Tuesday, March 2, 1999
Houston, Texas
Volume 64, Issue 104

Whitlock on Tom DeLay

Dennis on Death Penalty

Backstrom on Stress

Letters to the Editor

Editorial Cartoon


About the Cougar

Staff Editorial


John Harp                Ed De La Garza 
Michelle Norton     Jim Parsons 

The Lone Star McState

McDonald's has been selling booklets in honor of Black History Month. At $1.69 a pop, the handy mini-reference guides, written by Lady Sala Shabazz, founder of the Black Inventions Museum in Los Angeles, are meant to show the restaurant chain's social awareness.

You can learn about the great achievements of African-Americans while you're swallowing something shaped like a hamburger. Think of it as lunchtime reading material.

It's easy to applaud this endeavor. There isn't anything wrong with being aware of the accomplishments of some of the most important people in history.

However - yes, there's always a however - Shabazz also devoted a page of her booklet to facts about Texas. She writes that our state anthem is not "Texas, Our Texas", but actually "The Yellow Rose of Texas."

Shabazz also writes that Texans won the first few battles in the fight for independence from Mexico. In reality, Texans lost their first battles. Remember the Alamo?

When reached by The Dallas Morning News, Shabazz said that she could not locate her sources, because she wasn't at her home. Sources? The woman obviously bought her encyclopedia set at Kroger's. What sources does she have to check?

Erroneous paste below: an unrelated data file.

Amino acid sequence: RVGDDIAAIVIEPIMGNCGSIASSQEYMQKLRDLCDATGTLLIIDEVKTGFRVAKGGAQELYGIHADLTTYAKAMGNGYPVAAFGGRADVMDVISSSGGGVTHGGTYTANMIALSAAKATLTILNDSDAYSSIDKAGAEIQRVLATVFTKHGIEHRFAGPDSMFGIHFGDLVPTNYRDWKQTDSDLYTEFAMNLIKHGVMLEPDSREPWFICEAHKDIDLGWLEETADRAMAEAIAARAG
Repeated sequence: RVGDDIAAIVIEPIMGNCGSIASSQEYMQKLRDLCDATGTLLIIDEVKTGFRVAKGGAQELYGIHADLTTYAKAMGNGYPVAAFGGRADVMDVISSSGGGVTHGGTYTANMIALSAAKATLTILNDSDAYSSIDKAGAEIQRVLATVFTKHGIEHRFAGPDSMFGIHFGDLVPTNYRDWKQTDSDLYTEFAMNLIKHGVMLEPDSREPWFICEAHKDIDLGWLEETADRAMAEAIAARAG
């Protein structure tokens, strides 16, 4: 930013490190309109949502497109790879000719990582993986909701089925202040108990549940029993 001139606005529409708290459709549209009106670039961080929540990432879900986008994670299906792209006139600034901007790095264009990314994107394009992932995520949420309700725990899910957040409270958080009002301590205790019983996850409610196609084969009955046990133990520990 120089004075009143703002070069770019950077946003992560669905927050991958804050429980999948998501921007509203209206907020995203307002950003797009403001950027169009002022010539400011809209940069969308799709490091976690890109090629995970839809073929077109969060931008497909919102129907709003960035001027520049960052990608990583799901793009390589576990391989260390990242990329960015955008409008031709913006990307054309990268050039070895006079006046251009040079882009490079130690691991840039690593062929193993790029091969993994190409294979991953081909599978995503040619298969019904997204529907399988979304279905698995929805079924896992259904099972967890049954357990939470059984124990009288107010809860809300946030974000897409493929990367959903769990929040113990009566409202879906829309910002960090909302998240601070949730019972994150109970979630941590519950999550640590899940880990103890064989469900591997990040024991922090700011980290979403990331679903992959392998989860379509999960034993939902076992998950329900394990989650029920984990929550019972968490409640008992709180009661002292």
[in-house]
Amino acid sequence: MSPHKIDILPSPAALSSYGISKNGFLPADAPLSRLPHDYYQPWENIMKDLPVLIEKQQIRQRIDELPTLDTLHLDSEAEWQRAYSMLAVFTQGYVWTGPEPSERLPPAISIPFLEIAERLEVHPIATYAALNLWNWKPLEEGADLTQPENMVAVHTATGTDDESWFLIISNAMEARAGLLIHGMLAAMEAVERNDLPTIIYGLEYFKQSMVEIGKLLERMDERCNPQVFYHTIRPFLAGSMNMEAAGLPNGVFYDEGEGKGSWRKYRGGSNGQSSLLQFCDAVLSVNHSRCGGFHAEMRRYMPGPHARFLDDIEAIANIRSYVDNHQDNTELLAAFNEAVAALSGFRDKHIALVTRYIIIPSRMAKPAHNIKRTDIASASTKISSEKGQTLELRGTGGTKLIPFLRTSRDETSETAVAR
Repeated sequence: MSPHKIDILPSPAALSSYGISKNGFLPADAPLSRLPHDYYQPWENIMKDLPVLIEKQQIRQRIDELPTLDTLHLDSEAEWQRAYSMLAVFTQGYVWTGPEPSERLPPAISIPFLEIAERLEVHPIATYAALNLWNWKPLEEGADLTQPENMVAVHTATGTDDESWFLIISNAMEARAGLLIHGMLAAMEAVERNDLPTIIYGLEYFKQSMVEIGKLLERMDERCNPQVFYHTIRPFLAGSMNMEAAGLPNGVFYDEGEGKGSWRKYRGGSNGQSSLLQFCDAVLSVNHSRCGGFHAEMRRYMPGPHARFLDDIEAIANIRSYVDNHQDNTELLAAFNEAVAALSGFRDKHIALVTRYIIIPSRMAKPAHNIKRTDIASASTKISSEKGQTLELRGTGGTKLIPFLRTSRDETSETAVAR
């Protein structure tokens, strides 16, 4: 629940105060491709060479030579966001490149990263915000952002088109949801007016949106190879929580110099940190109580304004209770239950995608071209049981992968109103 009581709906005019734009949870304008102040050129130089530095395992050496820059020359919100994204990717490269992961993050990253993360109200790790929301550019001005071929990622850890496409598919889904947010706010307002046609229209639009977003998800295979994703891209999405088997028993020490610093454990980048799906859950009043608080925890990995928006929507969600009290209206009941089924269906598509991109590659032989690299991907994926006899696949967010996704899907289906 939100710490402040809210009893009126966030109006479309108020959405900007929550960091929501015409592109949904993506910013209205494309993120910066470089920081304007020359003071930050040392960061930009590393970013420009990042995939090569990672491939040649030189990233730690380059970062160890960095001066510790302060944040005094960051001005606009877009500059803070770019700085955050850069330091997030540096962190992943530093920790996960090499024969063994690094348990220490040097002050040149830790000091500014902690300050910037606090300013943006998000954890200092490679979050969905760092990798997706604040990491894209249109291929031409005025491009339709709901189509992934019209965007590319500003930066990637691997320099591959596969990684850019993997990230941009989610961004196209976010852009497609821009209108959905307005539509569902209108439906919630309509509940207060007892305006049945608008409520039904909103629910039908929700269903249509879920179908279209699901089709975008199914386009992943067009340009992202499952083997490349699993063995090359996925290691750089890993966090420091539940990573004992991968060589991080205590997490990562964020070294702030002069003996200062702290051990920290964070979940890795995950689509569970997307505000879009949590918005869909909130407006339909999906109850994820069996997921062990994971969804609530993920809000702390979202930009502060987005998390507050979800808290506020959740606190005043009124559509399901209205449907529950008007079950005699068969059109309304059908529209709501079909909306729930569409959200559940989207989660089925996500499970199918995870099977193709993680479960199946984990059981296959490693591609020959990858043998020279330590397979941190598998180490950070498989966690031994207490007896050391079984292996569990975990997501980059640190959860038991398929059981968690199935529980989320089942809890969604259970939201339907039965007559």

One supposes they're the same sources that state Rhode Island is the same size as Greenspoint Mall. They're the same sources that say the state bird of Louisiana is the ostrich.

Did anyone realize that Alaska and Hawaii were actually the first states admitted into the Union? It was kept secret for almost 200 years, because the "farmers" of the constitution were afraid the colonists weren't ready to know.

Did you know Texas is bordered by ten states? Ever heard of Louisiana, Oklahoma, Arkansas, New Mexico, Old Mexico, East Dakota, Southern Tennessippi, Lower Manitoba, Texarkana and Sweet Virginia?

Remember how your Texas history teacher spent weeks talking about the war with Canada?

Writing about black history is a good thing. We should be educated about it. We just hope Shabazz and McDonald's (who doesn't have plans to reprint the booklet with corrections) keeps one thing in mind.

As the saying goes: Don't mess with New Hampshire.


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